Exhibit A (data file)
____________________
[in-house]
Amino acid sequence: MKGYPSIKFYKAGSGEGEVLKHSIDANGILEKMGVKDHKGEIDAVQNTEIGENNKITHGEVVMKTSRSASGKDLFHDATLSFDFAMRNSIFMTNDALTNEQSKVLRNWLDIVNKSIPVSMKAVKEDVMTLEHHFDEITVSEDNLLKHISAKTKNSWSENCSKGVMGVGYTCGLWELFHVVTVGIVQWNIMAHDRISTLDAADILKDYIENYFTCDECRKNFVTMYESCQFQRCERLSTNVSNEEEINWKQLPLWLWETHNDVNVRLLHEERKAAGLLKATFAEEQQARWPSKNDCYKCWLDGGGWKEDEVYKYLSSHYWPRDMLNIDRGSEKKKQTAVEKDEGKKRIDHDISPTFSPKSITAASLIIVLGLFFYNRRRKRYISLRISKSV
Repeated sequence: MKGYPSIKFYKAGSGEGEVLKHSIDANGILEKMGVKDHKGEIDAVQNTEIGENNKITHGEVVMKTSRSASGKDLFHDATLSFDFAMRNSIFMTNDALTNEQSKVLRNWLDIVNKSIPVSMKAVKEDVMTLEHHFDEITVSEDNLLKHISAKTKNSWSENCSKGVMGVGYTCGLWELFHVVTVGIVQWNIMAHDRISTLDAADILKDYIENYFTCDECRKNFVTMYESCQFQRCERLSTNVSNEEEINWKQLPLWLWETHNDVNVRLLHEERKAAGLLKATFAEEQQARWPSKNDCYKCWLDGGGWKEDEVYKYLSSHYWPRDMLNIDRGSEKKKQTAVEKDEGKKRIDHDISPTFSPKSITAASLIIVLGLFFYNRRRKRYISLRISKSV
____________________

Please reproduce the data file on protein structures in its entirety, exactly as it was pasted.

[in-house]
Amino acid sequence: MKGYPSIKFYKAGSGEGEVLKHSIDANGILEKMGVKDHKGEIDAVQNTEIGENNKITHGEVVMKTSRSASGKDLFHDATLSFDFAMRNSIFMTNDALTNEQSKVLRNWLDIVNKSIPVSMKAVKEDVMTLEHHFDEITVSEDNLLKHISAKTKNSWSENCSKGVMGVGYTCGLWELFHVVTVGIVQWNIMAHDRISTLDAADILKDYIENYFTCDECRKNFVTMYESCQFQRCERLSTNVSNEEEINWKQLPLWLWETHNDVNVRLLHEERKAAGLLKATFAEEQQARWPSKNDCYKCWLDGGGWKEDEVYKYLSSHYWPRDMLNIDRGSEKKKQTAVEKDEGKKRIDHDISPTFSPKSITAASLIIVLGLFFYNRRRKRYISLRISKSV
Repeated sequence: MKGYPSIKFYKAGSGEGEVLKHSIDANGILEKMGVKDHKGEIDAVQNTEIGENNKITHGEVVMKTSRSASGKDLFHDATLSFDFAMRNSIFMTNDALTNEQSKVLRNWLDIVNKSIPVSMKAVKEDVMTLEHHFDEITVSEDNLLKHISAKTKNSWSENCSKGVMGVGYTCGLWELFHVVTVGIVQWNIMAHDRISTLDAADILKDYIENYFTCDECRKNFVTMYESCQFQRCERLSTNVSNEEEINWKQLPLWLWETHNDVNVRLLHEERKAAGLLKATFAEEQQARWPSKNDCYKCWLDGGGWKEDEVYKYLSSHYWPRDMLNIDRGSEKKKQTAVEKDEGKKRIDHDISPTFSPKSITAASLIIVLGLFFYNRRRKRYISLRISKSV